Though I read last week’s Bowdoin Student Government minutes, I’m not going to write about the Board of Trustees. I’m also not going to comment on the one to two percent of our endowment invested in oil and gas companies, which, if you do the math, means that Bowdoin invests between 25 and 50 million dollars in the world’s foremost fossil fuel giants. Instead, this week I’m going to share the pleasure of clearing garden beds.
Over at the Bowdoin Organic Garden, we’ve been taking out all the annual plants that have enjoyed their time in the sun this summer and fall. Volunteers pull the central stems with care and take the roots and leaves out of the soil. For a moment, each plant flies through the air. We uproot peppers, tomatoes, kale, rhubarb and basil in this way. The plants hang for a moment, giddy (I like to imagine) and land on the wheelbarrow. They’re then taken to the compost pile behind the greenhouse, where they rest for the winter, and in the spring they become soil (high-quality soil, too—the garden just passed its organic recertification test for the year!).
I gather a bundle of basil from the wheelbarrow, and the dry, rattling leaves flood my senses with a smell that takes me back to my home kitchen, when my parents made lasagna for the holidays. In my arms, the bundle is tight and knit with memories of a different garden from years ago. I heave the basil onto the compost pile, and the aroma abates for a moment, bringing me back to this cloudy day. My fingers are painted in fresh soil, and the piece of my brain that always thinks ahead—the one that asks: “what now? what next?”—is quiet. My shoulder muscles loosen a little.
I turn over loose thoughts like rocks and rotten potatoes (should we find any among the plants we pull out). I’m troubled by the future but faithful to some idea of shared survival. I’m more troubled by the present, and this statement in the Orient last week wears on me: “My generation has completely screwed this up,” Rose said. “So we’re gonna rely on you to do this.” If I may, I’d like to offer President Rose some feedback on how to talk to young people about the future. When you say that you are relying on another generation, it appears to me that you’re giving your own generation an out—a way to be okay with not taking action. That feels frustrating when your own generation holds the positions of power. When older people say these things—and I’ve heard them more times than I can count, mostly said with good intention—they strike me as if they are evading responsibility. But, excuse me, I’m in the process of helping prepare the garden beds for the winter. The first frost is extremely late this year because of an entirely too-warm fall, so forgive me if I speak from a place of urgency.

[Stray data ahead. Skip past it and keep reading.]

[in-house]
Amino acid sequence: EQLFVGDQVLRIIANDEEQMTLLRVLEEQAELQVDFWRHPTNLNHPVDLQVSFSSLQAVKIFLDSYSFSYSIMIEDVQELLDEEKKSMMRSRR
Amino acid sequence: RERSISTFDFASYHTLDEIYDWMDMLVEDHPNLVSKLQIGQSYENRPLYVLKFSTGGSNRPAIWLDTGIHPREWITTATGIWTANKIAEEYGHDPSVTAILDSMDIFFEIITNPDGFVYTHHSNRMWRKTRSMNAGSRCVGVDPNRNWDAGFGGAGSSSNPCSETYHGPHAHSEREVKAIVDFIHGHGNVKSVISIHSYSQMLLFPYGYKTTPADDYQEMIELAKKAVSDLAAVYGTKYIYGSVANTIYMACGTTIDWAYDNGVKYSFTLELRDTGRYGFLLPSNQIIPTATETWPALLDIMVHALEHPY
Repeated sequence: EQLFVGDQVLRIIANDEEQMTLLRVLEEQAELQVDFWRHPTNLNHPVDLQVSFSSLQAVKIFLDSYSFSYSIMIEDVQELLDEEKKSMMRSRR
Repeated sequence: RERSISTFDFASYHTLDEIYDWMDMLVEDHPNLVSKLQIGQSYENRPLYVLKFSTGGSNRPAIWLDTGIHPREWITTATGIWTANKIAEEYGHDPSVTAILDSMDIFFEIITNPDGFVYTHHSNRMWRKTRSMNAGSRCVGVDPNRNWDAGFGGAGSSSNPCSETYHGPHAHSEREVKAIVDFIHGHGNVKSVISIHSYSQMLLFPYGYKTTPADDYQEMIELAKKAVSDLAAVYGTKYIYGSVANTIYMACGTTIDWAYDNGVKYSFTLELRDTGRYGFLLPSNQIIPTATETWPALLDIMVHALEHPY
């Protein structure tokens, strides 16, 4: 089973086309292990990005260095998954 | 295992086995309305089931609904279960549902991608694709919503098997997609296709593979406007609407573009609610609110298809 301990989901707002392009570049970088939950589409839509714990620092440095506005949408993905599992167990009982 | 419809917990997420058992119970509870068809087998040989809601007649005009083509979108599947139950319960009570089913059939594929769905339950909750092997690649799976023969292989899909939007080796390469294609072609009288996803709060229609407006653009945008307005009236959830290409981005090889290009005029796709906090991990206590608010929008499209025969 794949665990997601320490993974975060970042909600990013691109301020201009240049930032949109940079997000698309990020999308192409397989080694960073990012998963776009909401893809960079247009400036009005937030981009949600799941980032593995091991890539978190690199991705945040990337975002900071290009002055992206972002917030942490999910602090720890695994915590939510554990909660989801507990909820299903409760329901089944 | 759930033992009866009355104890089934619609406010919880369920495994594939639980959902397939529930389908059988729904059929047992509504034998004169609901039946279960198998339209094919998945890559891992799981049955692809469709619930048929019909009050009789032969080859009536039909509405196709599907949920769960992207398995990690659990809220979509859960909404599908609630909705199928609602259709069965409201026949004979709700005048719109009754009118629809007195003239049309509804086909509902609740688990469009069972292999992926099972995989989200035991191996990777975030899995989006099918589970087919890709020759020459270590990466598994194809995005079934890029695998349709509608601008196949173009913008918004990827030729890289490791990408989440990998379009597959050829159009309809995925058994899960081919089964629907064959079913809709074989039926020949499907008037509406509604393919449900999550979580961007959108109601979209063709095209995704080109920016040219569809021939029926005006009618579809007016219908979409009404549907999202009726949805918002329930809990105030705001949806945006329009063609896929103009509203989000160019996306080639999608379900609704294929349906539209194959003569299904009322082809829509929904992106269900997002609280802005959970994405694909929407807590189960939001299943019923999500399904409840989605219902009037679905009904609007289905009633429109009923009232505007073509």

If you’ve passed by the garden in the past week, note how the beds are mostly bare. Where tomato plants once stood, negative space stands as a testament to what once grew, flourished, and then, in the process of decay, was helped along to the compost pile, where it turned into new life. The bare soil is a rich mixture of years of memories and matter accumulated from past growth and decay. But the lack of flourishing, happy-looking life does not mean that we stop. Instead, we prepare for the next season. The garden beds will be reshaped and neatened up. We are looking steadily ahead at how we can help the ground recover for longer days around the corner. Come out to the garden and volunteer—help us sow new seeds.